The Telegraph
Since 1st March, 1999
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Delhi flexes economic muscle
Come with us, neighbours'

New Delhi, Feb. 14: Wrapped in a velvet glove, India has extended an iron fist to its neighbours.

Delhi today offered to make its neighbours ' most of which are caught in domestic firefights ' 'stakeholders in its economic destiny' but made it clear that they should 'demonstrate sensitivity' to Delhi's security concerns.

'We are prepared to make our neighbours full stakeholders in India's growing economy and economic destiny,' foreign secretary Shyam Saran told an audience of diplomats, foreign-policy analysts and academics on the eve of external affairs minister Natwar Singh's visit to Pakistan.

The comments ' rarely have such candid words been spoken so bluntly ' come in the backdrop of criticism in the neighbourhood of India's decision not to attend the Saarc summit in Dhaka after the killing of a senior opposition leader in Bangladesh and the royal coup in Nepal.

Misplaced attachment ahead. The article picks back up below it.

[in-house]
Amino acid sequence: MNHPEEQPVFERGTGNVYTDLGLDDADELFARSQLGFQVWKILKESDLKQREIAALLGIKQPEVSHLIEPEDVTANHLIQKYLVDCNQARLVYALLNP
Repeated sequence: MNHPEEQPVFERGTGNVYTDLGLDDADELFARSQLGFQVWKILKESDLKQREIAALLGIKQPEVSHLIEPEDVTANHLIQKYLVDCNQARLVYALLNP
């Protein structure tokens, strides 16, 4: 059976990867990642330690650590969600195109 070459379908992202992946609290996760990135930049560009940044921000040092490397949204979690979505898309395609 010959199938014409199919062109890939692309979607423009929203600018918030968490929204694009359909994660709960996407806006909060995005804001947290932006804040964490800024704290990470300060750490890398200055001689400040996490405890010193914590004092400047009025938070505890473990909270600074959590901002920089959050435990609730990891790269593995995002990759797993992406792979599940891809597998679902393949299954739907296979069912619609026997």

'Through such (economic) cooperation,' Saran said, India is ready to help create 'a truly vibrant and globally competitive South Asian economic community'.

This cooperation cannot take place if some of the neighbours continue to encourage insurgent groups in India, he added. Though Saran did not name any country, Pakistan and Bangladesh have been accused by India in the past of harbouring militants.

'We do expect they demonstrate sensitivity to our vital concerns. We need to create a positive and constructive environment by avoiding hostile propaganda and intemperate statements.'

'India cannot and will not ignore such conduct and will take whatever steps necessary to safeguard its interests.'

In the gathering of a large number of serving and former diplomats, Pakistan's deputy high commissioner Munawar Bhatti was also present.

Lurking in the statement is also the hint of an emerging economic powerhouse asserting its strength. Although the forthright manner in which India expressed its position is unusual, it is of a piece with its recent decision to help victims of the tsunami, such as Sri Lanka in the Saarc region and Indonesia outside.

That gesture was meant to tell the world, which has duly taken note, that India can not only take care of itself in such an emergency but is also prepared to help neighbours out.

Seen in that context, Saran's statement today that 'India is an opportunity and not a threat' should not cause surprise. But the significant element in his comments is the economic underpinning India is seeking to give to relations with neighbours.

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